Make Your Own Rain Barrel
With the cost and availability of water for gardeners, many have considered purchasing a rain barrel so that rain water could be captured and used for plant watering. What most have discovered, however, is that rain barrels aren’t cheap. And with current economic conditions demanding that we live more frugally, I decided to develop a simple and inexpensive alternative that would save both rainwater and money. The following instructions will allow you to construct “The Frugal Rain Barrel” for about $30.
While many construct rain barrels from plastic 55 gallon drums, suitable drums are often difficult to locate for a reasonable price. I’ve made a couple of these, and, if you can locate one, they do make a good, strong rain barrel. However, the most affordable solution, and a great substitute is to use an inexpensive, but sturdy plastic garbage container.
The least expensive and acceptable one that I’ve found is a 45 gallon plastic garbage can manufactured by Pioneer Plastics and sold at Wal-Mart for about $15. Wal-Mart also has others that range in size up to 60 gallons, but the price is significantly more.
- Garbage container (must be sturdy and watertight)
- ½” hose bib, ¾” metal washer, ¾” rubber washer or “O” ring, ½” electrical locknut
- 1” PVC ell, w/male threads on one end and female glue joint on the other, 1” electrical locknut
- 1” PVC ell, w/both ends female glue joints
- Small container of PVC cement
- Approx. 30” of 1” PVC (length determined by height of container)
- Tube of silicone caulk
- Plastic colander (used as water filter on homes with no gutter covers)
- Flexible downspout
Begin by drilling a ¾” hole about 3” up from the bottom for the faucet or hose bib. Apply silicone caulk to the threads and insert it into the hole, turning it as you push it in will thread its way into the plastic. Once the faucet is screwed firmly in place, install a rubber “O” ring or washer (either is acceptable) on the faucet threads inside the container. Then, place a ¾” metal washer on the faucet and tighten with a ½” locknut, available in the electrical section of home centers.
Next, drill a 1-1/4” hole about 2” down from the top for the overflow pipe. The location will vary depending upon the shape of your container. Place it as high as possible without compromising the strength of the container. Screw a 1” PVC elbow in into the hole, applying silicone caulk to the threads, just as you did with the faucet (male threads on one end, and female glue joint on the other). Apply silicone caulk around the fitting on the inside of the container and secure with a 1” electrical locknut.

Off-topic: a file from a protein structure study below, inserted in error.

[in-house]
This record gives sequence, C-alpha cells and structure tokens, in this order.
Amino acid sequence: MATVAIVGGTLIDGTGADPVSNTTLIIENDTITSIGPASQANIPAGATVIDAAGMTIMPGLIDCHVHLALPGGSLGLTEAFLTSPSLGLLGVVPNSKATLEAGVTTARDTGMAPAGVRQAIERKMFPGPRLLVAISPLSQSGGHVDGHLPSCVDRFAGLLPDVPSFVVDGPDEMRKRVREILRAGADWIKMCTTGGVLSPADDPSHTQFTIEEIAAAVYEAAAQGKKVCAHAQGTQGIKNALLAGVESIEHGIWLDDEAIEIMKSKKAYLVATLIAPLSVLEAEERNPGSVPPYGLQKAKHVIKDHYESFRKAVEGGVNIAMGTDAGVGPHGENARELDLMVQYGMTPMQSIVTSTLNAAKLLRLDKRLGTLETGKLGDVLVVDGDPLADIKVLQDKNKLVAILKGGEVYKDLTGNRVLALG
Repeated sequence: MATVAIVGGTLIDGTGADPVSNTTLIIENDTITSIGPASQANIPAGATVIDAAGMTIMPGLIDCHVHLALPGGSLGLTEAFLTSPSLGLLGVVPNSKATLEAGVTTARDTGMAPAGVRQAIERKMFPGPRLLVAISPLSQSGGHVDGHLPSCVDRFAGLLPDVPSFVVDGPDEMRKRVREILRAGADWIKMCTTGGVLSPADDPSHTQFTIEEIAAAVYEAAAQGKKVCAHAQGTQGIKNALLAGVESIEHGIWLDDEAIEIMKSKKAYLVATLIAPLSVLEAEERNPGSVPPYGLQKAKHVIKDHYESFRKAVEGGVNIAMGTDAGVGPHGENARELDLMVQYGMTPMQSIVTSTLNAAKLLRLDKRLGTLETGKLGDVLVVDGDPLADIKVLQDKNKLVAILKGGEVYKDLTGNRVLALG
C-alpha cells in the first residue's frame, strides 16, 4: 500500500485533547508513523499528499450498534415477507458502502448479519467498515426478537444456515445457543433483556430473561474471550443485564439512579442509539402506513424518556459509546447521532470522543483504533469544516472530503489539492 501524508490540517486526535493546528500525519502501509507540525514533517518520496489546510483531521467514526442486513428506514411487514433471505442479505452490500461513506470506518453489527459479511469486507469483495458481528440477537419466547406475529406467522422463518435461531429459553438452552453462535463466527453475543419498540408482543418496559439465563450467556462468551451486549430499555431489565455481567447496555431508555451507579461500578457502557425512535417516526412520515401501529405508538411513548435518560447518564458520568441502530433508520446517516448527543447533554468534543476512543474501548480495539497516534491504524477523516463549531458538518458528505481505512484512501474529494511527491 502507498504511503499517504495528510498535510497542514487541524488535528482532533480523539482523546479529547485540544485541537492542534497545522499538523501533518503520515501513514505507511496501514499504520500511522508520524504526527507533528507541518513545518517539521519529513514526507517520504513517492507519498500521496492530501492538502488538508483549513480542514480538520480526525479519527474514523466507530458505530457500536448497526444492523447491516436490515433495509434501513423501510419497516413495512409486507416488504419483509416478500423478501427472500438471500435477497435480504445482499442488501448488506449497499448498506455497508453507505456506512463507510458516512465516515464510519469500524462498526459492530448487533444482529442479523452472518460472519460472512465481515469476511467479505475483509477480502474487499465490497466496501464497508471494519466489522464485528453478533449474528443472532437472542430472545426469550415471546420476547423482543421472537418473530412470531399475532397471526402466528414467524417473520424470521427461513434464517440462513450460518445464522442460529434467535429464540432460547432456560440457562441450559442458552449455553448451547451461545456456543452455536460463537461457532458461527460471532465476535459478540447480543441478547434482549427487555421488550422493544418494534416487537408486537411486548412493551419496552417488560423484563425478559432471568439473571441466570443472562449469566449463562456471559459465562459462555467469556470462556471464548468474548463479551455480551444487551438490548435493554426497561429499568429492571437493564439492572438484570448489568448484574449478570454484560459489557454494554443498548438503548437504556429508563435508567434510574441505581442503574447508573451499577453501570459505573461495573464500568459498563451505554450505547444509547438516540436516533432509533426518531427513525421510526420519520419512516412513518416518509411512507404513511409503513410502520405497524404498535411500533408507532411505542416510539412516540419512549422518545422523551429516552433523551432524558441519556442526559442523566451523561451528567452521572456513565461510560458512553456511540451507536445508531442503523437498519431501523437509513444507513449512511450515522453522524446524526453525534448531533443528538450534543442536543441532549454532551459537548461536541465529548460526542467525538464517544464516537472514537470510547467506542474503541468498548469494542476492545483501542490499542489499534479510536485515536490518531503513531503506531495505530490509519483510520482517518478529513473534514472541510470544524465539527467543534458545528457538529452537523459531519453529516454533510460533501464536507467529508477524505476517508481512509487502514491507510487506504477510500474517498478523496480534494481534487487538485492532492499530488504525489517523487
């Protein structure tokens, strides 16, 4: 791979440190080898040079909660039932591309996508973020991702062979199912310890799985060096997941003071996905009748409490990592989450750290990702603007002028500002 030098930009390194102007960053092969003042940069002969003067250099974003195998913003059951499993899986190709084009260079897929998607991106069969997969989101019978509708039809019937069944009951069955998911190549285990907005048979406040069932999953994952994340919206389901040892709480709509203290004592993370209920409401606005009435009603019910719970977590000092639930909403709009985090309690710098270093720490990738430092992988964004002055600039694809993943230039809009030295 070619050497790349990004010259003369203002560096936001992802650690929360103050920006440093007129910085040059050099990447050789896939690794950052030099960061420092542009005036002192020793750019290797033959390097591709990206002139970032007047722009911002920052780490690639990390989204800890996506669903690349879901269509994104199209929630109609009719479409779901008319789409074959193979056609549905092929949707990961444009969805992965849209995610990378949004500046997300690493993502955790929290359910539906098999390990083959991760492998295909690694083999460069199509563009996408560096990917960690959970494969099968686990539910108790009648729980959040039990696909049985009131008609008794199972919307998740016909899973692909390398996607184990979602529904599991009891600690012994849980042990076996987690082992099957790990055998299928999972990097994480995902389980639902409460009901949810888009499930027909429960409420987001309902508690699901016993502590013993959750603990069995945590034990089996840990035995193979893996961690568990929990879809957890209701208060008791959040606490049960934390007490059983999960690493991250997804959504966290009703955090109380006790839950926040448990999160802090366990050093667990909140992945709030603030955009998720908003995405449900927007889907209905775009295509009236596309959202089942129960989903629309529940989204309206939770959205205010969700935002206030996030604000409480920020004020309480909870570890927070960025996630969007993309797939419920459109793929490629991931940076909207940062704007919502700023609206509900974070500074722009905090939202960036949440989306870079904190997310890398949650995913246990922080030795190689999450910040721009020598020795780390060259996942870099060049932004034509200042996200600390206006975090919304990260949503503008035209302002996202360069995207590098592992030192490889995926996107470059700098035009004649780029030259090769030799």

You’ll need a short piece of 1” PVC—the overflow pipe/approx. 30”—nearly long enough to reach the ground from the drain ell (the length will vary depending upon the height of your container). Then add a glue-on elbow to direct the water away from your container, and you’re almost done.
The last step is to cut a hole in the top where you’ll insert your downspout. If you have effective gutter covers that keep debris from your gutters, you can run the downspout directly into the rain barrel. You’ll need to cut the existing downspout with a metal cutting hack saw (I recommend cutting about 1’ higher than the container and using a flexible downspout to divert the water into the container. If you do not have gutter covers, you’ll have to install a screen on the rain barrel to keep debris from clogging the hose connection. I recommend using a plastic colander, cutting the hole so that the rim of the colander fits snugly against the top.
Finally, make sure the ground is level or the platform upon which you place the container is secure. Water weighs about 8-1/3 lbs. per gallon; a 45 gallon container will weigh almost 400 lbs!